What Everybody Ought To Know About Cloth Nappies
“Don’t you have to boil them?”
“It will take too long, I don’t have the time.”
These are among the various comments that we at Croydon Real Nappy Network (CRNN www.croydonrealnappies.org.uk) regularly hear at our stalls in the local hospital and around the borough. We also have lots of positive interactions from the many eco-minded parents-to-be, who have often had a quick (or sometimes long) ‘google’ and arrive armed with questions.
On the surface, washable nappies may seem a fairly straightforward topic, but for the novice embarking on environmentally friendly options for their new baby, this topic can appear convoluted. New words – wrap, all-in-one, nippa, birth-to-potty – as well as all the different styles, makes and colours can make this more confusing that it should be. To compound this, very few washable nappies are available in high street shops, so it is difficult for anyone to really get a feel for what they’re like when looking online.
So what are they and why use them? Well, quite simply, washable nappies are just that – washable. They are also called cloth nappies or reusables but are all the same in that they are designed to be washed after use and re-used thousands of times. Made mostly from natural fibres such as cotton, wool, hemp, bamboo (although some synthetics are used too such as fleece*) and with non-PVC waterproof covers, they are the most cost effective and least environmentally damaging nappy option for babies and children (if you choose to use nappies at all, and most of us in this part of the world do. Elimination communication is the practice of knowing when your baby needs to wee etc. and holding them over an appropriate receptacle).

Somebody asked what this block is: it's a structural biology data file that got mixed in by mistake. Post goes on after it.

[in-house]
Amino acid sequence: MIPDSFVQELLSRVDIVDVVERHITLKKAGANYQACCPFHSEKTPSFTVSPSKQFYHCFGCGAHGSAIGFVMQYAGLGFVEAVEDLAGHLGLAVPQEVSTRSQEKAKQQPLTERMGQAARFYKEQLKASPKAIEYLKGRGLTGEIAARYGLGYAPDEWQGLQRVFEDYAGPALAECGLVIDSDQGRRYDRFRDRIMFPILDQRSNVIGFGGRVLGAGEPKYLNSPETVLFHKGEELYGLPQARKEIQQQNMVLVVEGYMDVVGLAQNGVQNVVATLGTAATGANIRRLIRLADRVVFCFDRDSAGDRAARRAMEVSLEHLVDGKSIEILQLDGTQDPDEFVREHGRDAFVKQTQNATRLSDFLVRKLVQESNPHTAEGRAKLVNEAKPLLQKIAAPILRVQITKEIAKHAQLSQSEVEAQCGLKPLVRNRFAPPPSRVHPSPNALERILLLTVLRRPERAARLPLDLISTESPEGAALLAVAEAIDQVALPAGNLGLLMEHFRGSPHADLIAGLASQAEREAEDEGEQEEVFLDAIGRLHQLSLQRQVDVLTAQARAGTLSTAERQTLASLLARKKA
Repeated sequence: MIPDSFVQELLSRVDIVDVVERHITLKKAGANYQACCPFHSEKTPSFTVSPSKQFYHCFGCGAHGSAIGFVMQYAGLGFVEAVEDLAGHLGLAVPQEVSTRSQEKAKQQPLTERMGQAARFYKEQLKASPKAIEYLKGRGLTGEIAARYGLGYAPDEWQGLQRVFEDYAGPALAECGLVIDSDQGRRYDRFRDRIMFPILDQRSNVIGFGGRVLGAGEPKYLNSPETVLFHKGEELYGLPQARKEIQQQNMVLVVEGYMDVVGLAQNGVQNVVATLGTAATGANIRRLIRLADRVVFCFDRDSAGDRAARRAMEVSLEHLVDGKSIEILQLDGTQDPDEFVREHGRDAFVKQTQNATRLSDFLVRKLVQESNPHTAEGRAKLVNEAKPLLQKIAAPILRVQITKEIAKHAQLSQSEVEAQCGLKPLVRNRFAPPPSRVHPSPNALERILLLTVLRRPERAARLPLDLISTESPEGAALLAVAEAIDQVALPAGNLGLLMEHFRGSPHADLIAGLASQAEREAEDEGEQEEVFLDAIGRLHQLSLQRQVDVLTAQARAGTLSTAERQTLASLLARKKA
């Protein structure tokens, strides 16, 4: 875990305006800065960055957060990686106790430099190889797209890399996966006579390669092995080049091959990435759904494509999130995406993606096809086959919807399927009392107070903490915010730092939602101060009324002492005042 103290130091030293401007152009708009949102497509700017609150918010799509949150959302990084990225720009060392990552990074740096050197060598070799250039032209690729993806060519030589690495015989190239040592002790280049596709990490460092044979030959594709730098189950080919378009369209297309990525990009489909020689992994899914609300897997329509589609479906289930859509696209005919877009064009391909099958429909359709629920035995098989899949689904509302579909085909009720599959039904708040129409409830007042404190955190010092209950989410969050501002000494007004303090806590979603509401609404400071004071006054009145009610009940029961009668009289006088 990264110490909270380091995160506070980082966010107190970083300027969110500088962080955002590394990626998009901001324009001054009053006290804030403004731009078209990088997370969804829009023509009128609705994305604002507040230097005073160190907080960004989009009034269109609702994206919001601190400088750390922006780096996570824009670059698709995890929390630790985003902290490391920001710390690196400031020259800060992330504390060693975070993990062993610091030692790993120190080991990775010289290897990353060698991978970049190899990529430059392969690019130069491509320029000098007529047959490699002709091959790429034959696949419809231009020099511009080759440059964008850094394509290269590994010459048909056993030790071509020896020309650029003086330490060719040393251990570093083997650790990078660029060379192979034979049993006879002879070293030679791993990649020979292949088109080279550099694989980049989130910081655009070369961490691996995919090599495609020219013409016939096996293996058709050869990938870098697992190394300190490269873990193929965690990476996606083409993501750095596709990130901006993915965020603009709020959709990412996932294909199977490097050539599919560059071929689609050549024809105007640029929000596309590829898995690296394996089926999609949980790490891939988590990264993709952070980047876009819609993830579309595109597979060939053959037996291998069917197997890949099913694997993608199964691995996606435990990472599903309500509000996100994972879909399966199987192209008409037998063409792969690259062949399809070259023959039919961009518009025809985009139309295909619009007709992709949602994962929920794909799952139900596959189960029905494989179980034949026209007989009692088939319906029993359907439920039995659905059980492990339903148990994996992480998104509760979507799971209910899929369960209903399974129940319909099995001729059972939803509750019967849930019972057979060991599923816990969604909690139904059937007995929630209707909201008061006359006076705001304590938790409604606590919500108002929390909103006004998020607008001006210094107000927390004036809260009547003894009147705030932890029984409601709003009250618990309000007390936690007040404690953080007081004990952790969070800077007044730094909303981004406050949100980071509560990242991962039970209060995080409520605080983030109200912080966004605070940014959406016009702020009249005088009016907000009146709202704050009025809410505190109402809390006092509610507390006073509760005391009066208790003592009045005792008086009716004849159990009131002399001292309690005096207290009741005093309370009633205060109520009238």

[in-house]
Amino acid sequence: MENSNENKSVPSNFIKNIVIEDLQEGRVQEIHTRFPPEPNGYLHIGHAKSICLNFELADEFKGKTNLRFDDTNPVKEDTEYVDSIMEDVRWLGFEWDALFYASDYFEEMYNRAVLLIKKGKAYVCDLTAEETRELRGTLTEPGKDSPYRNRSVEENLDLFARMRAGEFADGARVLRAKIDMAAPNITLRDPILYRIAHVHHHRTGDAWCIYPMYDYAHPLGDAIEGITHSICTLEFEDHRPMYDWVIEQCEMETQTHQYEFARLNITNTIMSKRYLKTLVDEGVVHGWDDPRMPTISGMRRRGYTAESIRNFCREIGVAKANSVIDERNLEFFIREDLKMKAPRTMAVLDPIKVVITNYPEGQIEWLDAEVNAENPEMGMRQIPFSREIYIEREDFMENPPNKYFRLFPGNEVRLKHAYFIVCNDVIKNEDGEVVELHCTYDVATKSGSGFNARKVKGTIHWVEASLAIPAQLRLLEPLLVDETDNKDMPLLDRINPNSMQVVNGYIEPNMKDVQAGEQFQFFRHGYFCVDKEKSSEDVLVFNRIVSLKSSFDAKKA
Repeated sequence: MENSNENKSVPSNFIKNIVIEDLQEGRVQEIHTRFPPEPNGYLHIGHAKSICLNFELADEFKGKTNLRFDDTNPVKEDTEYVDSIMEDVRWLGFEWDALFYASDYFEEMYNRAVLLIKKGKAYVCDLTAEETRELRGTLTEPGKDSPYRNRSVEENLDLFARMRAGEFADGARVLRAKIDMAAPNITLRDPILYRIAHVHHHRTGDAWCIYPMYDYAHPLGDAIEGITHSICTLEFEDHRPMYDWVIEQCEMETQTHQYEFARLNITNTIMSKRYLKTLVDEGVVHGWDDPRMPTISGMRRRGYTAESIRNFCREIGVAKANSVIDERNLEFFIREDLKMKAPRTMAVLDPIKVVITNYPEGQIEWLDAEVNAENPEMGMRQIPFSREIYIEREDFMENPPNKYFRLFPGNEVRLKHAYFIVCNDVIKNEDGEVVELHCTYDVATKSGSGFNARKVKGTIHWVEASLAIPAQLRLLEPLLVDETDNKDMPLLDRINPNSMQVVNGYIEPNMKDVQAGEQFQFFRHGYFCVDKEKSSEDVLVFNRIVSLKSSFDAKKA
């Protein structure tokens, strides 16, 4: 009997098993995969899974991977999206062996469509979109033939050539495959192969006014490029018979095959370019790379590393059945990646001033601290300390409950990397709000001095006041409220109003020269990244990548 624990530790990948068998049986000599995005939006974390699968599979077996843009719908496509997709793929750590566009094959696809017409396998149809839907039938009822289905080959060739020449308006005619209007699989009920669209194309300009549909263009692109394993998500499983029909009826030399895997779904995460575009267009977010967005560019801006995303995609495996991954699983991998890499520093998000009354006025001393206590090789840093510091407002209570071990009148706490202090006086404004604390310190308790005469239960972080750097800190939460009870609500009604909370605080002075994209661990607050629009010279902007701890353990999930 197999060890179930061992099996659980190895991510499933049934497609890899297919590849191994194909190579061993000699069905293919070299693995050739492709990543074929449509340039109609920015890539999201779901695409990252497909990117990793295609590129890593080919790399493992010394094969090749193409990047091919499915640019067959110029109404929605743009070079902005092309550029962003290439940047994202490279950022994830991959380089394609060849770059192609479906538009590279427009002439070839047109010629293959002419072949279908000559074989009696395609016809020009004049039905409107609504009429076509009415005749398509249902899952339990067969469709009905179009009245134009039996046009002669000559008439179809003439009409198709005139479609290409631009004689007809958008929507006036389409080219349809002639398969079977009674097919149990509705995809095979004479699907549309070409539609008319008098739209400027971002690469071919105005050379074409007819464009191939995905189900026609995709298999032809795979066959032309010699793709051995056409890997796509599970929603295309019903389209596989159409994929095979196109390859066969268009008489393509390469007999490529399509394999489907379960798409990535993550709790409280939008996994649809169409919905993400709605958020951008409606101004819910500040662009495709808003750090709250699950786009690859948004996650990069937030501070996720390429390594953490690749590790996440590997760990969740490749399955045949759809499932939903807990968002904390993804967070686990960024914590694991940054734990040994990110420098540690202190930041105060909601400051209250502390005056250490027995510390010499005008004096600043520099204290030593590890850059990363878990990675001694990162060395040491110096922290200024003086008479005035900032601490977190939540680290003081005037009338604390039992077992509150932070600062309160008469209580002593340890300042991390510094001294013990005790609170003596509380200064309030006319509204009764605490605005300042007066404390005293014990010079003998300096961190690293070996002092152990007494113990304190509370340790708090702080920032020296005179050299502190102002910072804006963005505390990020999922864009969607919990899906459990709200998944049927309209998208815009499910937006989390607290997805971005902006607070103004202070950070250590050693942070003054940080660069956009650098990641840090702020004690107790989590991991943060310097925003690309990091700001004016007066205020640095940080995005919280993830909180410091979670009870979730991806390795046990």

*fleece can be made from recycled plastic, which comes from items such as soft-drinks bottles, so is also quite a ‘green’ product.
Benefits Of Reusable Cloth Nappies
The Women’s Environmental Network (WEN www.wen.org.uk) carried out a complete life cycle analysis of various kinds of cloth nappy, starting with growing the plants through to transporting, washing, drying and eventual disposal. Although now dated, it showed how much money in real terms can be saved by using them.
Another huge benefit of using washables is the reduction in use of synthetic, non-biodegradable and often oil-based, single use nappies (disposables). Many parents are genuinely concerned about this aspect and we find that more often than not, it is their main reason for wanting to use reusables, with health risks coming in a close second.
Health risks you say? How can a nappy be dangerous? Well, it’s fiendishly difficult to find out what ingredients are used in disposables but the absorbent chemical gels were enough to make me search elsewhere. And is there still PVC (including hormone disrupting phthalates) in the waterproof cover? That was the clincher for me – none of those near my new baby’s thin skin, thank you very much, right on top of all those reproductive organs with all their hormones.
And more research is definitely needed into overheating baby boys’ testes. If overheating does damage the sperm (the testes are outside the body to keep them cooler) then cooler, cloth nappies have to be the way forward.
Not forgetting the added bonus that cloth-bummed babies potty-train earlier. Although not strictly a health risk, late potty training is becoming more of an issue as schools require children to be out of nappies by the time they start school, but increasing numbers are not these days.
Buying Cloth Nappies
So, where to get these wonderfully planet and baby-friendly cloth nappies? Mostly online is the short answer, which is why we at CRNN (and many other nappy networks throughout the country) spend considerable time and effort showing anyone who is interested a large selection of washable nappies.